The Local Government Association (LGA) is calling for the government to allow local authorities to intervene in underperforming schools.
As the Education and Adoption Bill heads to the committee stage in the House of Lords on Tuesday, the LGA believes local authorities and high-performing maintained schools should be able to step in and sponsor failing schools.
The bill will require “coasting” or “failing” schools to become sponsored academies. The Department for Education (DfE) last month put out a consultation on the definition of coasting.
But, the LGA has said “only three of the 20 largest academy chains” are “viable” to take on additional schools.
Councils have reported a lack of sponsors in their authorities, which the LGA says is “hampering” the ability to open new schools.
Roy Perry, chairman of the LGA’s children and young people board, said: “For parents, who are far more concerned with the quality of their child’s education in the classroom than the legal status of the school, it is the council that they still frequently and naturally turn to for advice and support. However, councils’ current powers to intervene are strictly limited.
“The Education and Adoption Bill provides the ideal opportunity to right this wrong and should allow councils and the best maintained schools to share their extensive experience and expertise, and help provide support to school leadership teams to ensure standards rapidly improve.”
The National Union of Teachers (NUT) and the Association of Teachers and Lecturers (ATL) welcomed the LGA’s proposed amendment.
General secretary Christine Blower (left) pointed to analysis by Henry Stewart, of the Local Schools Network, who produced data showing sponsored secondary academies are almost “four times as likely to remain ‘inadequate’ compared with maintained schools” and sponsored primary academies are “12 times as likely” as their maintained counterparts to remain ‘inadequate’.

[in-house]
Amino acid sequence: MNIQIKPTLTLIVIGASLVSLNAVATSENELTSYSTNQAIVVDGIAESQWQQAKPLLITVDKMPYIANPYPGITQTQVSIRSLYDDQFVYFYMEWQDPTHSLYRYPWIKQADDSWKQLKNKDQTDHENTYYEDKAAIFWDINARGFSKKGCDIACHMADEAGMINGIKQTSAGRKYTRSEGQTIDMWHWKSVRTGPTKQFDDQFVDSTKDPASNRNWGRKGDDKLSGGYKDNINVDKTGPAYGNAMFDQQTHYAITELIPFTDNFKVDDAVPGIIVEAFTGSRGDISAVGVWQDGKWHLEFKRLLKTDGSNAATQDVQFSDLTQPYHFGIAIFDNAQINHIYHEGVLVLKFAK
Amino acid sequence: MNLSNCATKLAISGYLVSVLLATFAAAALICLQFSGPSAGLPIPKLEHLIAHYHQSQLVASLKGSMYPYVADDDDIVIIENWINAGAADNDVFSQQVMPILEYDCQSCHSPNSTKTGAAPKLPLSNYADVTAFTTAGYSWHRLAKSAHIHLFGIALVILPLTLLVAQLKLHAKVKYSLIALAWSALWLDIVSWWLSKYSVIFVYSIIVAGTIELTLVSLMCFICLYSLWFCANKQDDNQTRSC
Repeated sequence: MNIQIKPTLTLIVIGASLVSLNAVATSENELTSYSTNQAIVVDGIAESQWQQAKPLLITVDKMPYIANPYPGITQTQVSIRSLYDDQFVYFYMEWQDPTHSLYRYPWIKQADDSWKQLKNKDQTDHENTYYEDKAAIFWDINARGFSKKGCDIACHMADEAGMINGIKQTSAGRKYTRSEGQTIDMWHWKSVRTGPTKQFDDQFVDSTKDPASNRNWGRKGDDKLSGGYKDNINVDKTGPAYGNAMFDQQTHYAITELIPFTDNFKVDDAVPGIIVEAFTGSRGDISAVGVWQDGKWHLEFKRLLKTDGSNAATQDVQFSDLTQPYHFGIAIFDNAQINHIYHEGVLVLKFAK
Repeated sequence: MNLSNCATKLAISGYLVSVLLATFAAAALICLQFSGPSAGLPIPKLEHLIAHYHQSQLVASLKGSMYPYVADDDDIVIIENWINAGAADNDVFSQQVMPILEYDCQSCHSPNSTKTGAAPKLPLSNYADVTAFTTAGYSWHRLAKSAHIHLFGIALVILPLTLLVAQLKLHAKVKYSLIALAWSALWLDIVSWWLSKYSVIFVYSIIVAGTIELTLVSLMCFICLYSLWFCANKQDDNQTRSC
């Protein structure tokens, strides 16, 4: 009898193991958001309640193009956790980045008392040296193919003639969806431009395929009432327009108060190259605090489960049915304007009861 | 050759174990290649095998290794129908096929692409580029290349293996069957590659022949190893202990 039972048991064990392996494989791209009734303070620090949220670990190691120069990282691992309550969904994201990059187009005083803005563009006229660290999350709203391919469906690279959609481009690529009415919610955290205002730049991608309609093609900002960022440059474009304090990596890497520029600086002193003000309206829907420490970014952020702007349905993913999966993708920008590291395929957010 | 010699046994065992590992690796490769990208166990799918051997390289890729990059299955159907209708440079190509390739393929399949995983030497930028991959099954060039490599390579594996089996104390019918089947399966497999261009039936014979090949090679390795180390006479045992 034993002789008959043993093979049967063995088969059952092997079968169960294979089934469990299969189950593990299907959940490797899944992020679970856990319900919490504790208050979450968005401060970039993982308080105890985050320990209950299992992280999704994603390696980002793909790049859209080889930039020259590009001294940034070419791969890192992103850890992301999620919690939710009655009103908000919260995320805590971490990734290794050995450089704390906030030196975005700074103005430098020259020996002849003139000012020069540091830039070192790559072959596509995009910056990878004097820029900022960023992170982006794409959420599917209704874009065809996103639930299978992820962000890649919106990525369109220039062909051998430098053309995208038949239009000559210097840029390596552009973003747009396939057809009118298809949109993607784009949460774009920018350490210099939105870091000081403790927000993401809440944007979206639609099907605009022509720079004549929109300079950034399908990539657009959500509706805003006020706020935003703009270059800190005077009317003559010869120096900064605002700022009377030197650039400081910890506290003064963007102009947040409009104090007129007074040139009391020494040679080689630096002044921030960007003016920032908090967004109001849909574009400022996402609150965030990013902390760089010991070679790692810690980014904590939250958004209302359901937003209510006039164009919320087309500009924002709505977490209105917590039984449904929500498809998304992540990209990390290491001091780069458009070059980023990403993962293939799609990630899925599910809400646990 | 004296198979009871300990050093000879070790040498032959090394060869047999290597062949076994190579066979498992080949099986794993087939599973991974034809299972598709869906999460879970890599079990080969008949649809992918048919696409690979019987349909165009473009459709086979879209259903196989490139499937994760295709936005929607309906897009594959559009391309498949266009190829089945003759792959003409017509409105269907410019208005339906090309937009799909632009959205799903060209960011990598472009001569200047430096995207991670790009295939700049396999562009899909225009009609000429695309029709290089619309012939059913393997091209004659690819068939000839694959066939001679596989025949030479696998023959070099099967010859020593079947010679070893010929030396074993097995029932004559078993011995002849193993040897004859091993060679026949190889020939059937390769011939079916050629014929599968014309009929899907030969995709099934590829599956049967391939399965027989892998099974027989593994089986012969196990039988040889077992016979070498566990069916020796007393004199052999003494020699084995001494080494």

She added: “The measures in the Education and Adoption Bill have little to say on school improvement. They are designed instead to bring about the conversion of all England’s schools into academies – a wish that has been clearly articulated by the prime minister.”
ATL general secretary Dr Mary Bousted said: “The quality of academy sponsors varies hugely and, unless the government allows academy chains to be inspected in the same way it inspects local authorities, schools cannot be sure which chain is the right sponsor for their school.”
A DfE spokesperson said: “Becoming an academy with the support of a strong sponsor helps create the conditions for rapid and sustained improvement. We already work with many good sponsors and earlier this week named five chains which will work with schools and other groups to help drive up standards in parts of the north of England where historically performance has been poor.
“All ‘good’ and ‘outstanding’ schools have the freedom to convert to academy status either as standalone converters or as part of a multi-academy trust to share their expertise with other schools.
“Academies are a vital part of our plan for education and the freedoms enjoyed by these schools are transforming the education for hundreds of thousands of pupils across the country.”